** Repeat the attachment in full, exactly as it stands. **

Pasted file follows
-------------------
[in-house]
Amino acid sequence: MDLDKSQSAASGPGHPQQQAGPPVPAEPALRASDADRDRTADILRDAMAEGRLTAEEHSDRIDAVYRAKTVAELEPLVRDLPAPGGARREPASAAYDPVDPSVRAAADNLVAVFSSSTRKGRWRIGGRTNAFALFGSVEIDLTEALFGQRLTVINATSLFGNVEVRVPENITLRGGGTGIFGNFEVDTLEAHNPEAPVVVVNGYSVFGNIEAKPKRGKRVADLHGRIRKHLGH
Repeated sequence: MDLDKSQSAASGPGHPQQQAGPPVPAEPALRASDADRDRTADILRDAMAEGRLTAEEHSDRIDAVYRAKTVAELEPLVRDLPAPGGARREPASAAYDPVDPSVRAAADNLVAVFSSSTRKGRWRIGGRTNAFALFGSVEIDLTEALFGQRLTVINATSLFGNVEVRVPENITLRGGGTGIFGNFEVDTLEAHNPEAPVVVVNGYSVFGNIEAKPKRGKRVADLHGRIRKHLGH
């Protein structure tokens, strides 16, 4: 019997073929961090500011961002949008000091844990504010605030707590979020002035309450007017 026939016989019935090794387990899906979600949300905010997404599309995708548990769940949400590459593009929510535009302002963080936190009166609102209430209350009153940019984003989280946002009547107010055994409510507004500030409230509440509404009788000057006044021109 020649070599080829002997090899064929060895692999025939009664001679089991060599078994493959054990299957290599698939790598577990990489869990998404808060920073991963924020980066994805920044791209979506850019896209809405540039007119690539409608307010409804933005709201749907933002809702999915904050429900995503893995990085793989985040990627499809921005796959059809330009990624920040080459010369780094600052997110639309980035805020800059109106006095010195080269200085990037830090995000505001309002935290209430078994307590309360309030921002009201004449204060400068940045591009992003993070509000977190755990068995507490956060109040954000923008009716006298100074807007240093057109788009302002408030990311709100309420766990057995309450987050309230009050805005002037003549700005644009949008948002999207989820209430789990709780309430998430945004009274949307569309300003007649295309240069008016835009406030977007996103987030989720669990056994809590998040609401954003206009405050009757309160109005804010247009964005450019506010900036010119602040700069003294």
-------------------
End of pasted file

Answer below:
[in-house]
Amino acid sequence: MDLDKSQSAASGPGHPQQQAGPPVPAEPALRASDADRDRTADILRDAMAEGRLTAEEHSDRIDAVYRAKTVAELEPLVRDLPAPGGARREPASAAYDPVDPSVRAAADNLVAVFSSSTRKGRWRIGGRTNAFALFGSVEIDLTEALFGQRLTVINATSLFGNVEVRVPENITLRGGGTGIFGNFEVDTLEAHNPEAPVVVVNGYSVFGNIEAKPKRGKRVADLHGRIRKHLGH
Repeated sequence: MDLDKSQSAASGPGHPQQQAGPPVPAEPALRASDADRDRTADILRDAMAEGRLTAEEHSDRIDAVYRAKTVAELEPLVRDLPAPGGARREPASAAYDPVDPSVRAAADNLVAVFSSSTRKGRWRIGGRTNAFALFGSVEIDLTEALFGQRLTVINATSLFGNVEVRVPENITLRGGGTGIFGNFEVDTLEAHNPEAPVVVVNGYSVFGNIEAKPKRGKRVADLHGRIRKHLGH
């Protein structure tokens, strides 16, 4: 019997073929961090500011961002949008000091844990504010605030707590979020002035309450007017 026939016989019935090794387990899906979600949300905010997404599309995708548990769940949400590459593009929510535009302002963080936190009166609102209430209350009153940019984003989280946002009547107010055994409510507004500030409230509440509404009788000057006044021109 020649070599080829002997090899064929060895692999025939009664001679089991060599078994493959054990299957290599698939790598577990990489869990998404808060920073991963924020980066994805920044791209979506850019896209809405540039007119690539409608307010409804933005709201749907933002809702999915904050429900995503893995990085793989985040990627499809921005796959059809330009990624920040080459010369780094600052997110639309980035805020800059109106006095010195080269200085990037830090995000505001309002935290209430078994307590309360309030921002009201004449204060400068940045591009992003993070509000977190755990068995507490956060109040954000923008009716006298100074807007240093057109788009302002408030990311709100309420766990057995309450987050309230009050805005002037003549700005644009949008948002999207989820209430789990709780309430998430945004009274949307569309300003007649295309240069008016835009406030977007996103987030989720669990056994809590998040609401954003206009405050009757309160109005804010247009964005450019506010900036010119602040700069003294």